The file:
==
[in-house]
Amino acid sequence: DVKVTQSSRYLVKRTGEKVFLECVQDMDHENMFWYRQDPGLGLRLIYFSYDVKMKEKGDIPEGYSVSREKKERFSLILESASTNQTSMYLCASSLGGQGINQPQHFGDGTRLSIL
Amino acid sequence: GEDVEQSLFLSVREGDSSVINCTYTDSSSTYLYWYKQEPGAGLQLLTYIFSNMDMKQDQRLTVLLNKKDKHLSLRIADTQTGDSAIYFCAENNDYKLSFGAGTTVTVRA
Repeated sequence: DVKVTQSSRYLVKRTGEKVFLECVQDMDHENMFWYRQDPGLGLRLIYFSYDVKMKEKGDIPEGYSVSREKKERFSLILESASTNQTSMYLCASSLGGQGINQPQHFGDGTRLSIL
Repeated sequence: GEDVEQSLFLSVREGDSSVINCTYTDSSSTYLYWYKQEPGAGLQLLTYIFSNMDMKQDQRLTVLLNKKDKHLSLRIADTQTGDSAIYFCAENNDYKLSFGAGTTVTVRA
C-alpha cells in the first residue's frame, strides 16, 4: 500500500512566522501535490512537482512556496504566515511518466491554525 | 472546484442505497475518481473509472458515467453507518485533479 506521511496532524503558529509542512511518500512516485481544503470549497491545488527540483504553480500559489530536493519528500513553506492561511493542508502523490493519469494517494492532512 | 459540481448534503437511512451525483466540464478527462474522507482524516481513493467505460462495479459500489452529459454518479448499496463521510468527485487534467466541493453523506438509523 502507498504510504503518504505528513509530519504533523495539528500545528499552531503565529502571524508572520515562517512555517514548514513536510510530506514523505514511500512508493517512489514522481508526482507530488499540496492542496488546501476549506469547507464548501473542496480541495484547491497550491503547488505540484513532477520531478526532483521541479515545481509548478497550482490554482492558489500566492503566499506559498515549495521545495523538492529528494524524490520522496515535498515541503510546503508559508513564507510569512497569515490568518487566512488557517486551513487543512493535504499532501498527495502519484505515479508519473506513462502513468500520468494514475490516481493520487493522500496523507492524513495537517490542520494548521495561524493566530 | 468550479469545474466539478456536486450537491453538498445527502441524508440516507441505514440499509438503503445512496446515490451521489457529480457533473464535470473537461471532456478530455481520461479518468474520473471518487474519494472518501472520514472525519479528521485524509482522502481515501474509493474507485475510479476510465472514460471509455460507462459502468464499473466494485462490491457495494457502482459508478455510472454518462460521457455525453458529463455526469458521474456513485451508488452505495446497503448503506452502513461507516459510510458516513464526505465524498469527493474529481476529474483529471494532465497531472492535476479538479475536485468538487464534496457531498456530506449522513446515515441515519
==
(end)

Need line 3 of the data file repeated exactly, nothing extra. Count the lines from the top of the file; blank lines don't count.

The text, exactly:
Amino acid sequence: GEDVEQSLFLSVREGDSSVINCTYTDSSSTYLYWYKQEPGAGLQLLTYIFSNMDMKQDQRLTVLLNKKDKHLSLRIADTQTGDSAIYFCAENNDYKLSFGAGTTVTVRA